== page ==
Congregations study, plan for Justice GA

Congregations study, plan for Justice GA

Immigration education, fundraising, and advocacy help UUs prepare for June meeting in Phoenix.

Donald E. Skinner


Since last fall, David Petras, of Columbus, Ohio, has been getting up early on Sunday mornings and driving two to four hours to speak to Unitarian Universalist congregations about immigration.

He has a sermon in which he talks about the history of immigration and the need to engage it as a social justice issue. Near the end of his remarks he speaks about why it’s important for UUs to attend General Assembly next June 20-24 in Phoenix. He also adds a pitch for money, asking congregants to contribute to a fund to help pay the way of those who can’t afford to attend GA on their own.

“This has been one of the better UU experiences of my life,” Petras said in January, after visiting more than a dozen congregations in the Ohio-Meadville District of the Unitarian Universalist Association. “I do an altar call, asking people to sign a pledge to help support our effort to get as many people as possible to GA. The response has been very gratifying. People commit to this almost totally on faith.” Thus far he and others in the district have raised more than $12,000. The money will be used to pay GA registration expenses. This GA, termed a “Justice GA,” will be almost entirely focused on social justice issues related to immigration.

It’s important to help youth and young adults get to GA because many can’t afford to go, he notes. “We want to make sure that people of all ages who have not had a chance to be there will have an opportunity. We’re presenting this as a moral issue and a chance to live out our values.”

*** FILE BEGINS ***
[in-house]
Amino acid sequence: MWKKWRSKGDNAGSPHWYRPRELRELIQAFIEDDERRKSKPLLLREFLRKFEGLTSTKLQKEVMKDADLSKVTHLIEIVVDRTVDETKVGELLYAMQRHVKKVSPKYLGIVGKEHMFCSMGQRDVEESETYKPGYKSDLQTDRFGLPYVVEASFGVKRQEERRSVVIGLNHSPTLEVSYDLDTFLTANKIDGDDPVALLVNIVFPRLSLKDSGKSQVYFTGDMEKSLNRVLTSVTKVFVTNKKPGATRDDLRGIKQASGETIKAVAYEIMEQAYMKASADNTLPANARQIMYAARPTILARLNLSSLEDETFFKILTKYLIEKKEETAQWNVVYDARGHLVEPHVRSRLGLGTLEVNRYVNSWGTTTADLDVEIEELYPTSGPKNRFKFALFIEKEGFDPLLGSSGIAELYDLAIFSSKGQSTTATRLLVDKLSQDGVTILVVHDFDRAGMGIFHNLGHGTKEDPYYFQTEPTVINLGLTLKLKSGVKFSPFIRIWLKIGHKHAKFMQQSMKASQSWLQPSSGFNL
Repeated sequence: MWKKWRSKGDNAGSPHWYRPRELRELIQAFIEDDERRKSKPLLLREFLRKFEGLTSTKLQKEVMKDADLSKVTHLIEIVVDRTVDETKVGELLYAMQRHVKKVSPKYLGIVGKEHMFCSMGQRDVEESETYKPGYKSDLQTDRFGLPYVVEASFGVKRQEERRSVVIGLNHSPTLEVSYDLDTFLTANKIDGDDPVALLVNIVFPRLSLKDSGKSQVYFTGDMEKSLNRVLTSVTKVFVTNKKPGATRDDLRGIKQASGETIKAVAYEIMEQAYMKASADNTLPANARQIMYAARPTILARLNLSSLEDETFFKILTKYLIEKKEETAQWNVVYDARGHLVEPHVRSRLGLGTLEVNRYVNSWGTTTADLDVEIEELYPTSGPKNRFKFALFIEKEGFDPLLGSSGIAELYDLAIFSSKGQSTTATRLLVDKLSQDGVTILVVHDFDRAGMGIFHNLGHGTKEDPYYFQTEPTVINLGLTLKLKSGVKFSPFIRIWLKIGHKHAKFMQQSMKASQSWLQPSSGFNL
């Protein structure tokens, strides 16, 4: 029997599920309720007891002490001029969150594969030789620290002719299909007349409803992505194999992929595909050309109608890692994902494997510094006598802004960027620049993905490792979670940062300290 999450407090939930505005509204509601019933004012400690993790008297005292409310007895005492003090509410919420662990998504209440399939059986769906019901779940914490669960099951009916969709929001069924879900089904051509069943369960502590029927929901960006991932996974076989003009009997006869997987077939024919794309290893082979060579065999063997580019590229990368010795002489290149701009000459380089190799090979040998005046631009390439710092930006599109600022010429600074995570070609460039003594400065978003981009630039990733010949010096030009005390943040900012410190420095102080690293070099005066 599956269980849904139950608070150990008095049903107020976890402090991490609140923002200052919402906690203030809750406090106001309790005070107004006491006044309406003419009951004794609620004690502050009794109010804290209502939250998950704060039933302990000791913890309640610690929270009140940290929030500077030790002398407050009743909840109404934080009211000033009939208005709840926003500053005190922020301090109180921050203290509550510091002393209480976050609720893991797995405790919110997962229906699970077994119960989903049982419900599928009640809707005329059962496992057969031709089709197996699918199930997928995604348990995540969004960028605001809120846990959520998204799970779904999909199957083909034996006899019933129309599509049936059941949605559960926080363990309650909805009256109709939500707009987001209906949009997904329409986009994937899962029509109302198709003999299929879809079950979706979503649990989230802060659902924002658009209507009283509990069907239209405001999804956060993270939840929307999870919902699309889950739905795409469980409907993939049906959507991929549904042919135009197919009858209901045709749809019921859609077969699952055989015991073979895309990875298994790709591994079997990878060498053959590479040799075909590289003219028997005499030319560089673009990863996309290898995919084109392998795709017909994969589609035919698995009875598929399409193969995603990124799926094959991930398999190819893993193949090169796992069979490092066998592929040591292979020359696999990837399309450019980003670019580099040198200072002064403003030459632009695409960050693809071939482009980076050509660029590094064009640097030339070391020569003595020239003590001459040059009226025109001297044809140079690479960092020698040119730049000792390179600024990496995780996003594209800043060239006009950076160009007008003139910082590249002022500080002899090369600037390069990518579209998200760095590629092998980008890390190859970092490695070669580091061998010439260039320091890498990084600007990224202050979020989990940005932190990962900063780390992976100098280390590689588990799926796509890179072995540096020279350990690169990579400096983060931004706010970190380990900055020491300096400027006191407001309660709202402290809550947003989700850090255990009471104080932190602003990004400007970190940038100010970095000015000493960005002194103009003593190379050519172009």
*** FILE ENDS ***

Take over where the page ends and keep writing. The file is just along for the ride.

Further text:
Petras anticipates that more people than usual will be attending GA from his district. His congregation, North UU Congregation in Lewis Center, Ohio, typically has two or three members attend GA. This year, he predicts, the congregation will have at least 10. Both Petras and his teenage daughter will be going for the first time.

He noted that many congregations he visits are already engaged in immigration work. “There are pockets of work being done everywhere. And there will be a lot more next fall. A lot of the focus of this GA will be on bringing this work home.”

All across the country, congregations and districts are organizing for General Assembly.

One of the most ambitious efforts has been in Southern California, where congregations have created a Southern California UU Justice Team and hired a justice coordinator.

“We’re hoping this will be a model for how UU congregations can increase their competency in working in the field of social justice activities and increase their ability to work together on activities that will impact our communities,” said the Rev. David Miller of the UU Fellowship of San Dieguito. The Pacific Southwest District has also created a “Justice Action Plan,” which includes raising funds to support GA attendance by people who might not otherwise be able to attend.

The justice coordinator, Emrys Staton, works quarter-time, presenting sermons and leading discussions at congregations. He also participates in adult education classes, leads congregations in advocacy efforts, and helps connect them to local immigrant- rights organizations. The Rev. Rick Hoyt, minister of First Unitarian Church of Los Angeles, said congregations are hoping to hire a second coordinator, so that one can cover the Los Angeles area and one San Diego, when sufficient funds are collected for that purpose. “We’re still building the program,” said Hoyt. “We have progressively more ambitious plans from now through GA, and then whatever develops after the summer.”

UUA Moderator Gini Courter is talking up the Justice GA in her appearances this year, making an appeal especially to youth and young adults. In December she spoke to youth at the UU Fellowship of Ames, Iowa. “She told us we’re the future,” said Emma Runquist, 17. “She said we’re the ones who don’t care if a person is gay, black, white, Hispanic, or Latino and that we might as well start getting involved now.”